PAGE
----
‘‘ In the Black Watch, you always served with people who were recruited in your area, who you knew and had grown up with, who you could never be a coward in front of,’’ Burke says.
‘‘ If you let anyone down it would always get back to your family. So, in a very real sense, being in the Black Watch was as close as you could get to being at home without actually being there.
‘‘ When they said they were going to merge all the Scottish regiments, they put all that at risk. It was like closing the pit. It affected everyone.’’
Burke’s appreciation of this was helped in no small measure by his own family involvement in the Black Watch. His grandfather fought with the Fife and Forfar Yeomanry, a territorial battalion of the regiment, at the Somme and in Mesopotamia and Palestine in World War I. He had signed up as a 16- year- old at a recruitment station in Dunfermline where Elgin had appeared and, waving the sword of his ancestor Robert the Bruce above his head, shouted: ‘‘ Who’ll follow a Bruce?’’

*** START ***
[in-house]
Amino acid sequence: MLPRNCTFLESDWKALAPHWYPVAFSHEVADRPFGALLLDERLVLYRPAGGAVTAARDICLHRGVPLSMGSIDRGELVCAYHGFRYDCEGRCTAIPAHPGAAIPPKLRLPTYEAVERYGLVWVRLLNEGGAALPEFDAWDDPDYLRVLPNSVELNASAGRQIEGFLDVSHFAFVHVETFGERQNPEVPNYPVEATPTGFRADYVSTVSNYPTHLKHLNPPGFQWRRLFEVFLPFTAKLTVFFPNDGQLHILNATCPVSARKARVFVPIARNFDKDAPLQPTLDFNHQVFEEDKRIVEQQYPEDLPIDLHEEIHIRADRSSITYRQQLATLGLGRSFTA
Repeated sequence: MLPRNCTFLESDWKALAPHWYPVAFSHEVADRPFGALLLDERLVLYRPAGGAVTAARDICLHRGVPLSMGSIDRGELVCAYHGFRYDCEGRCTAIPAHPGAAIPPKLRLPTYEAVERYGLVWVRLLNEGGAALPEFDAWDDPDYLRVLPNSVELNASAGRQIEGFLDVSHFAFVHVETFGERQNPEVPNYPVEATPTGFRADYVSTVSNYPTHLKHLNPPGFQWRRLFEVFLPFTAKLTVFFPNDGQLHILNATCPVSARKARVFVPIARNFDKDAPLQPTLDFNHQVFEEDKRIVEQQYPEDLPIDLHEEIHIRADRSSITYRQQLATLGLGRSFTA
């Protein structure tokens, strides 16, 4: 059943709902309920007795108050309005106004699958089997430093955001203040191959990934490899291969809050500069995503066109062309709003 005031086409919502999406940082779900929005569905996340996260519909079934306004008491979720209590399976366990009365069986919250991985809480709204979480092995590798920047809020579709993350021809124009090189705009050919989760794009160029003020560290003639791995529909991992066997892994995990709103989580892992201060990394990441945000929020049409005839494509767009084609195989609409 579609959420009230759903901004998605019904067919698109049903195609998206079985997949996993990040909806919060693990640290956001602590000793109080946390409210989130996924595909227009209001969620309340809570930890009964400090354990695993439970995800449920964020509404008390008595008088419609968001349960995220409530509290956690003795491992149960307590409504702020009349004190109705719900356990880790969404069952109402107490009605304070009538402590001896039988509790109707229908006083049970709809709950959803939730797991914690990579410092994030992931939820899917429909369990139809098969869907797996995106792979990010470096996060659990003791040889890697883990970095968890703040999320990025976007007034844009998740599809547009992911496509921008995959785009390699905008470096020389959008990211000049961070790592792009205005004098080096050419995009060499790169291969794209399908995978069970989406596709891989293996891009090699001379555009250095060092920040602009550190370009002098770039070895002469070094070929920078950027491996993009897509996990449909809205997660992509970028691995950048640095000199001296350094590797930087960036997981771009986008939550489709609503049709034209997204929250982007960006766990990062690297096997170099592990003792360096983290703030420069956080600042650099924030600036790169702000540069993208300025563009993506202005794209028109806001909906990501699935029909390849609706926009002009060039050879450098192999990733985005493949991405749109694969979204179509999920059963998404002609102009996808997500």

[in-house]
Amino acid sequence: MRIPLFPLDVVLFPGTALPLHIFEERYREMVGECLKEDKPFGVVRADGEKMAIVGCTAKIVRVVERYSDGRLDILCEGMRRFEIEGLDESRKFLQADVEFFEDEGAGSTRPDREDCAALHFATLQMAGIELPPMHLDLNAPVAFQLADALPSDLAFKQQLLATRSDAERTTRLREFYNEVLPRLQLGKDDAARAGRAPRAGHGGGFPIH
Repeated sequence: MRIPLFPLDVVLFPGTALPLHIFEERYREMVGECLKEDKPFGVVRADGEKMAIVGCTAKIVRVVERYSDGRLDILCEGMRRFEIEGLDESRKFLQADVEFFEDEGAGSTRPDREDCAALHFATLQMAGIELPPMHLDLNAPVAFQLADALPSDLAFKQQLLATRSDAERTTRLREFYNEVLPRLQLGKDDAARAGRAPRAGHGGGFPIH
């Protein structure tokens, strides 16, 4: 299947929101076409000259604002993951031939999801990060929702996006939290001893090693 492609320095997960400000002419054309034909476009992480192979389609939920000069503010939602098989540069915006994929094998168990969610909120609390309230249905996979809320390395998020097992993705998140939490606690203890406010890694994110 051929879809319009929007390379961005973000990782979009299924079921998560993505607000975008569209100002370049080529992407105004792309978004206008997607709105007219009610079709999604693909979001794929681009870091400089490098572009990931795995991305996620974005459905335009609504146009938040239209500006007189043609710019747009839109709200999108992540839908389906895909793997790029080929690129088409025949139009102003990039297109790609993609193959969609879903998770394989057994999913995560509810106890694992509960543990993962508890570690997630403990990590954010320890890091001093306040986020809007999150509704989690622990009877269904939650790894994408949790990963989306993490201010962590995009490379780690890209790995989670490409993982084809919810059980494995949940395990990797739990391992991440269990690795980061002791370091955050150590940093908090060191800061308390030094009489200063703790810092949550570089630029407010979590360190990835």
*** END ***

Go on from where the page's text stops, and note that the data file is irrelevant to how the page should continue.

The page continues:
In World War II, one of Burke’s great- uncles was part of the Black Watch forces involved in relieving the Australian garrison at Tobruk. Burke’s quest for humour in even the most unfortunate circumstances — even at the expense of a relative — was evident when he explained in an article in The Times how the vagaries of battlefield surgery left his uncle
smiling for the rest of his life after he was hit in the face by German shrapnel. Burke has a cousin serving in the Australian armed forces — ‘‘ Like all Scotsmen I’ve got relatives scattered all over the bloody world,’’ he says — and admits that he, too, might have signed up for the Black Watch had not deafness in one ear left him incapable of passing the medical.
‘‘ I might have been tempted when I dropped out of university,’’ Burke says.